Those brilliant blue eyes snap to mine, lingering for a moment before they lower to my hand.

“Is that my license?” she snaps, noticing the other things I tossed out on the counter. “Is that from my purse?” Heated anger bleeds through her words, and it revs the shitty engine inside me that gets a cheap thrill out of irritating people. “Did you go through my purse?”

I can understand her shock. A stranger helping himself to the essential items you carry with you at all times could be considered invasive, but that’s if the person going through said items has a moral code. I’m sorry to say, Ms. Da Luca here is out of luck.

“That depends,” I drawl lazily, flipping her license between my fingers, “did you leave your purse on the counter where someone could go through it?” Let’s not split hairs here. We both are at fault in this situation. “Because if you did, you can’t dangle temptation and expect me not to accept the challenge.”

Her cheeks redden. “It wasn’t a challenge!”

She lunges for the ID in my hand, but she’s not fast enough to grab it. “You shouldn’t leave your shit on the counter. Someone could steal—”

Motherfucker. I sound like my father.

But Eden doesn’t give me time to dwell on that fact. “Is that what you were planning to do? Steal my purse.”


Narrowing my eyes, I try to focus on her nose, not on her mouth, which is very distracting under the dim lighting. “You have nothing I could possibly want,” I say flatly. “But the lint-coated breath mints are pretty tempting.”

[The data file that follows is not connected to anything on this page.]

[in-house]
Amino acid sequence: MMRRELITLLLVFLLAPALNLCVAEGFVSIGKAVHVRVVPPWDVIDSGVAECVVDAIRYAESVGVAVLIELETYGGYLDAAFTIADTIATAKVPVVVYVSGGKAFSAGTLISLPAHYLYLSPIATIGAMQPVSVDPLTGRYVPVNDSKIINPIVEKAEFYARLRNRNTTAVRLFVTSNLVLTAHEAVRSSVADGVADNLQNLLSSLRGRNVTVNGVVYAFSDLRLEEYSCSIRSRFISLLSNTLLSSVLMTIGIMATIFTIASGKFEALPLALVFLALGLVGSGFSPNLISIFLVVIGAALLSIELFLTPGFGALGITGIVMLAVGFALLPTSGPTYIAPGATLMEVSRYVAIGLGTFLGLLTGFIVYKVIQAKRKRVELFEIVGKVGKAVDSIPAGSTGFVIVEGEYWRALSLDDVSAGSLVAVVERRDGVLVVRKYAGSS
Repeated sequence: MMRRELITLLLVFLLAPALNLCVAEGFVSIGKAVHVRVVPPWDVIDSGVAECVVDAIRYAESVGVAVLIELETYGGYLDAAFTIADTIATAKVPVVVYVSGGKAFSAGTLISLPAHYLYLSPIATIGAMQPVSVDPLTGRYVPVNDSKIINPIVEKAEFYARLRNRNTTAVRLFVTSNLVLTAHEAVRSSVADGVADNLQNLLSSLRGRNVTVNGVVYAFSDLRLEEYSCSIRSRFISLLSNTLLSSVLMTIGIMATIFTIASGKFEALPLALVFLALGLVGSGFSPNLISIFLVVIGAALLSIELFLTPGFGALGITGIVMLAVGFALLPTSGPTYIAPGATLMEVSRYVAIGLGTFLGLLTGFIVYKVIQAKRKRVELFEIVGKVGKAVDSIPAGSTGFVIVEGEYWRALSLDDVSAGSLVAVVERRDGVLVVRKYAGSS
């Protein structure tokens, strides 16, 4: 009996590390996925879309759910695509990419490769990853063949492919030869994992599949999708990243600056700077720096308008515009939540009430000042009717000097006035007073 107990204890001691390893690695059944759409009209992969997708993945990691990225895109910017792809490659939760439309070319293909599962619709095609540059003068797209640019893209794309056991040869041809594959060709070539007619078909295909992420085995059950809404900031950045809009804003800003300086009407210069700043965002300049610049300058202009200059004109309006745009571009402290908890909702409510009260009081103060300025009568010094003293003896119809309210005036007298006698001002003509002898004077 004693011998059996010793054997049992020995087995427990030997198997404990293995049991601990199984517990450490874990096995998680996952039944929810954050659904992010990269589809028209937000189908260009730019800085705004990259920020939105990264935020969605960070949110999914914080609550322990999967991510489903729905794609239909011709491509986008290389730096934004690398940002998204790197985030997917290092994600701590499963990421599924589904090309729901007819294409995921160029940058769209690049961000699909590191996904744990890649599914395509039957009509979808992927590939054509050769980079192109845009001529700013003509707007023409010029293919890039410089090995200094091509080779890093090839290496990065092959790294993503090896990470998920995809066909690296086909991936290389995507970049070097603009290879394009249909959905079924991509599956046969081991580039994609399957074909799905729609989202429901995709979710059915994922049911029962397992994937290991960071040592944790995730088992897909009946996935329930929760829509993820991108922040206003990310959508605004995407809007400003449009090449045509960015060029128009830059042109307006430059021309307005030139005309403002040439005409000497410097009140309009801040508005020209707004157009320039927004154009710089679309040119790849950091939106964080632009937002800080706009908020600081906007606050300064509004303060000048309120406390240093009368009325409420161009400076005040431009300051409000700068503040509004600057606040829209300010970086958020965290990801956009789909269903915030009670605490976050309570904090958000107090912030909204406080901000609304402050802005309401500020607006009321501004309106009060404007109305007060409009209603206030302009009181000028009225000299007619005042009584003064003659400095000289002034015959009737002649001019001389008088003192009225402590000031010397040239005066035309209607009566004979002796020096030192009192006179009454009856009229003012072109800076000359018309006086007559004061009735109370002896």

She sucks in a breath, and dammit, I look at her mouth. It’s full and pouty, with a layer of gloss that really puts some fucked-up images in my head.


Before I realize it, this nut jumps over the counter and snatches the ID from my fingers, shouting like she just overcame an enormous obstacle instead of simply plucking a piece of plastic from my hand that I wasn’t even holding tightly. “Let this be a lesson to you, Mr. Stranger, you can’t dangle temptation in front of me, either.”

Good gracious, she actually puffs out her chest, while sitting on the counter, but that’s not the most ludicrous sight at the moment. “The dress code seems a bit too casual,” I say, ignoring her temptation comment—because, please. There are no words for such ridiculousness. This girl wouldn’t sample temptation if it begged her. She seems wholesome —which, I have to admit, is disappointing.

It takes Eden all of three seconds to track my gaze to her mismatched fuzzy socks and to jump down from the counter, scattering the items from her purse onto the floor in front of me. “You caught me on a break,” she lies, seemingly innocent. “It’s a twelve-hour shift, and my feet get tired.”